The Ordinary Souls by Sarah Jackson

I looked up from my screen and there she was. Sitting with her head tilted down towards her lap, modestly transparent and flickering like an old film. While my emails chimed softly behind me, I watched her. 

She was in her twenties, and her hair was held back in a bun. She wore a plain, dark dress with a full skirt and a pinafore apron. Her hands danced; a set of sure looping steps, her right hand rising and falling as if conducting some silent symphony. She was sewing. The rhythm of her gestures began to slow and she lifted her head to look out of the window. I studied her face and wondered what she was thinking. 

“Hello?” I said, quietly. There was no response. However we had been brought into this moment together, she was completely unaware of my presence. She closed her eyes for a moment and her chest fell softly in a sigh. She began sewing again. That first day I watched her for about twenty minutes before she began to fade, and then disappeared completely. I went to the spot beside the window and waved my hands through the air. Nothing. I sat back down again. And then, because I didn’t know what else to do, I turned around and got on with my work.

I saw her every day that week. Sometimes for half an hour at a time she sat near me, sewing quietly and occasionally stopping and looking around the room or out of the window. I noticed that her dress and her hair were slightly different each day, and I realised that I wasn’t seeing one moment on a single day being repeated, but a procession of days. Days like mine, which were all much alike. 

It wasn’t long before I started seeing the others. 

The seamstress was joined by another woman. She was older, standing and stirring something over what was once, presumably, a stove. Then a man, balding, hunched over an invisible desk. His hand twitched as he wrote, and he stopped often and peered to his right. I thought perhaps he worked at an invisible an account book. Next there was a thin, haggard man, his battered suit covered with black soot, crouching before the bricked up memory of a fireplace.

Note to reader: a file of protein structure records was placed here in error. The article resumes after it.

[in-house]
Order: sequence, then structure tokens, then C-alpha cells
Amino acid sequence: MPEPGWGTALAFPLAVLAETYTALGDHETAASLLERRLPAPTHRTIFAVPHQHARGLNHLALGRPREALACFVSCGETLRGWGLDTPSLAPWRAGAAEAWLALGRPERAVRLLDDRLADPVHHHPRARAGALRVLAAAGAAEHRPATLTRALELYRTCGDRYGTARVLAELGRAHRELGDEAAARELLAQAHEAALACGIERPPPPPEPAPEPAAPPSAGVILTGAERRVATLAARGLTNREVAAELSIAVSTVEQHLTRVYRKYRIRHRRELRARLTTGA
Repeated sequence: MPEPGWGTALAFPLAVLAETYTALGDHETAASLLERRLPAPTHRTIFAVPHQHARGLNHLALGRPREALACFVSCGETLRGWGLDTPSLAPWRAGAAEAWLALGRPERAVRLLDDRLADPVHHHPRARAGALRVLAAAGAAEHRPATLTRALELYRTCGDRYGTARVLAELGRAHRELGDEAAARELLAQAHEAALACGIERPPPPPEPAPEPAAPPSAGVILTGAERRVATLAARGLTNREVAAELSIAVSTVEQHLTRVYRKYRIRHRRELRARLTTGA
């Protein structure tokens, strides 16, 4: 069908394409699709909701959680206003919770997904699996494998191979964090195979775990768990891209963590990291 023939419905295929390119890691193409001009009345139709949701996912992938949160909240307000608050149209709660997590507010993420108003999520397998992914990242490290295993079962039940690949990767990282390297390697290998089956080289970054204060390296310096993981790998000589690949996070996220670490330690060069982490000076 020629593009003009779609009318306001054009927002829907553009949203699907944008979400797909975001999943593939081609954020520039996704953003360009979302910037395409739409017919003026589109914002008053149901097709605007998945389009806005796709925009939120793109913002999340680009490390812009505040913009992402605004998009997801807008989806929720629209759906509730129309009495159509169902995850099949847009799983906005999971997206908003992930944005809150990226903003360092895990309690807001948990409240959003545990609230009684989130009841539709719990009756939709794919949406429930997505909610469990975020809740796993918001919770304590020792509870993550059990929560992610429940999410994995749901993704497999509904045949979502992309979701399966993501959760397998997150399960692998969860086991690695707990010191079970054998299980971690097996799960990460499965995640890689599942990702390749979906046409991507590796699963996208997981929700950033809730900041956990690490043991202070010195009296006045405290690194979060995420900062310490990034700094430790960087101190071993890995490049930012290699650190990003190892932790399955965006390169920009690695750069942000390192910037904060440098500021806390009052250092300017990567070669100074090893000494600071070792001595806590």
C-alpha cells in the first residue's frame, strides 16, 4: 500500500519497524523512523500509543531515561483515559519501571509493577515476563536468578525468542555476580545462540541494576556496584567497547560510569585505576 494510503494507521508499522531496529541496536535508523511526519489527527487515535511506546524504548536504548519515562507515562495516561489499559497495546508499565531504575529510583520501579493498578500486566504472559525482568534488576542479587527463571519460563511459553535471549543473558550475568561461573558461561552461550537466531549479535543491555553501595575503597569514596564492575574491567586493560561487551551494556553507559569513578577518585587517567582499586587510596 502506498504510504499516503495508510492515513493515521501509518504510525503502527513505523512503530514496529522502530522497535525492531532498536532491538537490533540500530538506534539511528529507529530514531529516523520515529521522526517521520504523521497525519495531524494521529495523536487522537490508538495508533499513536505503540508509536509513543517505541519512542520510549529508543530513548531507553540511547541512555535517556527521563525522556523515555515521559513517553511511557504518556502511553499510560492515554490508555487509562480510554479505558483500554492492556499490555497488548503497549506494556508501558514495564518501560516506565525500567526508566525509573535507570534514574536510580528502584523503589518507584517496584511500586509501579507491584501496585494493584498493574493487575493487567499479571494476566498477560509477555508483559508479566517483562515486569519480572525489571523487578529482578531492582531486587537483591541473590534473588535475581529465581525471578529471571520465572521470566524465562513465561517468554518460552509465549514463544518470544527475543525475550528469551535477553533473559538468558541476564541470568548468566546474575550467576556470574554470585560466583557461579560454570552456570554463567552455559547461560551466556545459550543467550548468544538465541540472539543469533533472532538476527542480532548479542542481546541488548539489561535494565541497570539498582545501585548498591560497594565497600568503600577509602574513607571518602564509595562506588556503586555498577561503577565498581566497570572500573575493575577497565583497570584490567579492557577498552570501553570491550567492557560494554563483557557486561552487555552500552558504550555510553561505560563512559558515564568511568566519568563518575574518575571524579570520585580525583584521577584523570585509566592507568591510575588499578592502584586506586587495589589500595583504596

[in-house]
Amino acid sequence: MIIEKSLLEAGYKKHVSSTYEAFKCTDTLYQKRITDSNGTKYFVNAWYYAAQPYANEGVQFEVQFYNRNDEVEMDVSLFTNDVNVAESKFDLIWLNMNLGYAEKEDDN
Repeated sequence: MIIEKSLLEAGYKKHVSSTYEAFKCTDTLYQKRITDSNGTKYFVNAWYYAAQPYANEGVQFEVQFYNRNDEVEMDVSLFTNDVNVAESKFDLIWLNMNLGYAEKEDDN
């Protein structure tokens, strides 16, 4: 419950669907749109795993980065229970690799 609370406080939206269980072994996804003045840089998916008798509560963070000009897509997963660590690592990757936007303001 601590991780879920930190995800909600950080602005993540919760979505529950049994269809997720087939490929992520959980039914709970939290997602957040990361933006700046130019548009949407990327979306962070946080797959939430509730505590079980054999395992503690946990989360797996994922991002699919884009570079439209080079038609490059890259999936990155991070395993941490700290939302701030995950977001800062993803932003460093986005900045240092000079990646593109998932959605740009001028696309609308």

One night, I woke in the small hours and rolled over to see, floating in the darkness beside me, a woman softly glowing. She was lying on her back, naked save for a pair of black wool stockings, arms rigid, legs spread and hips jolting. I switched on the light and she vanished. 

At first I welcomed my silent, spectral colleagues. They seemed harmless, and they fascinated me. In a way they kept me company. But then each time one appeared I felt my chest tighten, and my breath grow thin and urgent. I began to dread seeing them. I started following careful routes through my home where none had yet appeared, and keeping my eyes on my screen as I worked. Even though I believed they were unconscious, just echoes, I found I had developed a horror of touching them. I shrank to lessen the risk of brushing against one by accident. 

On a grey morning I was walking around the park, under the pergola wreathed with stringy roses, when I saw a transparent man raking at the ground. Despair swept through me. Of course they were here too. Thousands, millions of lives rushing past me unseen in the park, on the street, in every shop and cafe. 

That night I lay curled in my bed, eyes shut tight to keep out the jostling crowd of shadows in noiseless, endless motion around me. 

Beyond my door the dead seethed in greater and greater numbers. I began to watch them from my window; a crowd of people shimmering in layers of constant movement like a film played over another. The longer I watched them the more it seemed to me that there was a choreography, of a kind. Some subtle and complex dance in which everybody knew their part, but whose music I couldn’t hear. I watched them, hypnotised, until I realised what I had to do to escape the prison I had made. 

When the seamstress appeared in her usual place, I took a deep breath and reached out to touch her on the arm. My fingers slipped through her like smoke. I pulled back, shivering. She felt like a breeze, or a breath. Then I let my hand sink into her. Her arm, her shoulder, her neck. I reached deep into her chest, and curled my fist inside her phantom heart. I knelt in front of her, as close as a lover, and studied her eyes, her lips, the tilt of her head. At last, I pressed my face into hers, a century collapsed between us.

Her skull was cool, and full of light. 

Sarah Jackson (she/they) writes gently unsettling stories. Her short fiction has been published by Wyldblood Magazine, Ghost Orchid Press, and Tales From Between. She is a member of SFWA and Codex, and co-editor of Fantastic Other magazine. She lives in east London UK and has a green tricycle called Ivy. Her website is